At 8:20pm on Wednesday, 25 October 1967, Stanley Mills spotted a golden light in the sky over Belfast. He was walking along the Knock Road with his friends, Noelene Harry and Joy Lindsay, at the time. And as he pointed out the light, it split into two: a pale green light and a pale orange light.
According to Mills, the lights appeared to be part of a triangular-shaped object. A fast-moving triangular-shaped object. “As we watched, the object was about 500 feet above us, and flying at something like three times that of a normal civilian aircraft – at least 1,000 miles an hour!” he said.
“The lights seemed to merge into a bright golden light again as the object disappeared, giving the impression of spinning or revolving through the sky.
“Before it disappeared we saw a second set of lights at about 300 feet coming on a flight path from north to south directly crossing underneath the first object.”
Within five minutes of their sighting, Mills and his friends were at Knock police station, making a report.
At 8:45pm on the following night, Joe Maguire saw an object “like two saucers on top of each other.” Joe was on the Falls Road, on the other side of the city.
“It was surrounded by square lights with a bright light at the front and a red light underneath,” he said. “It was travelling at a height of about 300 feet and made a fair humming sound.”
The object appeared to land in Falls Park, so Joe went to investigate. He found nothing. Neither did the police when they searched the park later.
Apparently this was Maguire’s second UFO sighting – he’d seen a similar object two months before. But his most recent sighting - and that of Mills, Harry and Lindsay - followed a very heavily publicised incident in England.
At 4:00 am on Tuesday, 24 October, two Devon police officers chased a flying cross in their patrol car. Travelling at 80 miles per hour, they got within 40 yards of the object before it disappeared.
The incident caused quite a stir and prompted the MP for the area, Peter Mills, to table two questions for the Minister of Defence.
(1) In view of the fact that an unidentified flying object has been seen in the Okehampton area, will he make a full statement on the circumstances of the report and what are his plans to deal with a possible recurrence of this flying object?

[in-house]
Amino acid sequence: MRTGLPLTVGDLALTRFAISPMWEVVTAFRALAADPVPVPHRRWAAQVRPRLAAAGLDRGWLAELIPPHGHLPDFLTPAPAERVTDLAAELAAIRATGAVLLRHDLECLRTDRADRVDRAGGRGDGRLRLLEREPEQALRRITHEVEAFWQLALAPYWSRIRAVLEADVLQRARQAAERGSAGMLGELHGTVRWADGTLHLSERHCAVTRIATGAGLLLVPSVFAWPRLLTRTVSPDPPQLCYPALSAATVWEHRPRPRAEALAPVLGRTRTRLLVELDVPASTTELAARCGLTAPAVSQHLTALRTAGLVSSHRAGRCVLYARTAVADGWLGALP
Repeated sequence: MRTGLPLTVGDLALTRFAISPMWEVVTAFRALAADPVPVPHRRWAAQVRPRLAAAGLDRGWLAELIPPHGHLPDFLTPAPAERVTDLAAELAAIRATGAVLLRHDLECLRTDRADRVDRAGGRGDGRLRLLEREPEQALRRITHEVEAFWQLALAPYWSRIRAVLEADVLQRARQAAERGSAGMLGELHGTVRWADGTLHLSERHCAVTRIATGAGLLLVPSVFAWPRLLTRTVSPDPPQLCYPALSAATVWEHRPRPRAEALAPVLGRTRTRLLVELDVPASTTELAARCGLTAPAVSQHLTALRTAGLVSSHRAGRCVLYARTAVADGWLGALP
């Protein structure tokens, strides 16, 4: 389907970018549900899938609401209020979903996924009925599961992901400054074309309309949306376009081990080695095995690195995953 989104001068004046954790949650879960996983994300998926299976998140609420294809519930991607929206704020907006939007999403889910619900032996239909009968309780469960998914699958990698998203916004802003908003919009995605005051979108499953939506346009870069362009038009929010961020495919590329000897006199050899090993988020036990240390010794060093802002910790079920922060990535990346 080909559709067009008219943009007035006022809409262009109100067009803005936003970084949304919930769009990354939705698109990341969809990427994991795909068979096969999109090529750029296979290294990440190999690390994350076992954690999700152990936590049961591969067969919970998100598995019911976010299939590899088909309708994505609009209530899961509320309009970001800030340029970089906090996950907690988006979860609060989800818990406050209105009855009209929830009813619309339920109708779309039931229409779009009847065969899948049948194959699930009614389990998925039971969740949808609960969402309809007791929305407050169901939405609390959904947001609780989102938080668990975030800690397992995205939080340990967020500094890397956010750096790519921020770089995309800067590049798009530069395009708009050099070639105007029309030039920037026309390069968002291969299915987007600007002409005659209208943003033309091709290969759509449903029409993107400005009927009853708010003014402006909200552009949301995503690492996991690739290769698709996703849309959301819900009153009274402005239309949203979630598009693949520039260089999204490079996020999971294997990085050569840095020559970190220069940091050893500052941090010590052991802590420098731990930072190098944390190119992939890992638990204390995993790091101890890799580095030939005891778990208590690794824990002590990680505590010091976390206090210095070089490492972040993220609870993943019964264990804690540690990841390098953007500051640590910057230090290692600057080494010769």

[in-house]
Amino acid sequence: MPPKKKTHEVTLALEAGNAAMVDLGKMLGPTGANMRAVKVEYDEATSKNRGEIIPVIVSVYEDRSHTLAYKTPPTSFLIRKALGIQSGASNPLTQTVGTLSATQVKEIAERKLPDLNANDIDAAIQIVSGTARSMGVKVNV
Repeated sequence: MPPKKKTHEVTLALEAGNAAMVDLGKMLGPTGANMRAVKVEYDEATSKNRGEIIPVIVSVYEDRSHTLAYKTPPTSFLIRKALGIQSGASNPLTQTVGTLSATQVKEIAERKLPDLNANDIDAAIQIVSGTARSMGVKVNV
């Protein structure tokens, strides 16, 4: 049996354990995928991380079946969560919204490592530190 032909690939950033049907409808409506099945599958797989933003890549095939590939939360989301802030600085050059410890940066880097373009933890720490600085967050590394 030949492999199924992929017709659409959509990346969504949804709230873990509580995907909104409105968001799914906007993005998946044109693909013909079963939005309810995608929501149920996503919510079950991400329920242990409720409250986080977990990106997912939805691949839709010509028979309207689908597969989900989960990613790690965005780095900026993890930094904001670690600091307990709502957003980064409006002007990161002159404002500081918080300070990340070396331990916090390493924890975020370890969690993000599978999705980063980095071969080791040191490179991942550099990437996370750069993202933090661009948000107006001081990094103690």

(2) In view of the fact that a flying object in the Okehampton area was described as a star-shaped cross, larger that a conventional aircraft, will the Minister confirm that this is either one of our own aircraft or an unidentified flying object?
“I think the Minister ought to help clear up this business as to whether or not we are looking at our equipment or machines from another country or, indeed, another planet,” said Mr Mills.
The incident and the publicity it generated triggered a series of similar sightings across the UK. Might it have primed the good people of Belfast to see UFOs? The editorial in the Belfast Newsletter of 25 October 1967 – the day of the Knock Road sighting – provides a clue.
“The report that an unidentified flying object was chased by a police patrol in the south of England last night at speeds of up to 80 miles an hour will make doubting Thomases think again. Although, as ever, the quarry got away, the testimony of two officers, fully familiar with the laws of evidence and skilled in reporting accurately what they see, is a powerful reinforcement of the argument that flying saucers really do exist. In coming forward they are brave men. How many, one wonders, have seen just as much and said nothing – for fear of ridicule?”
Belfast Newsletter, 25 & 26 October 1967
Belfast Telegraph, 26 October 1967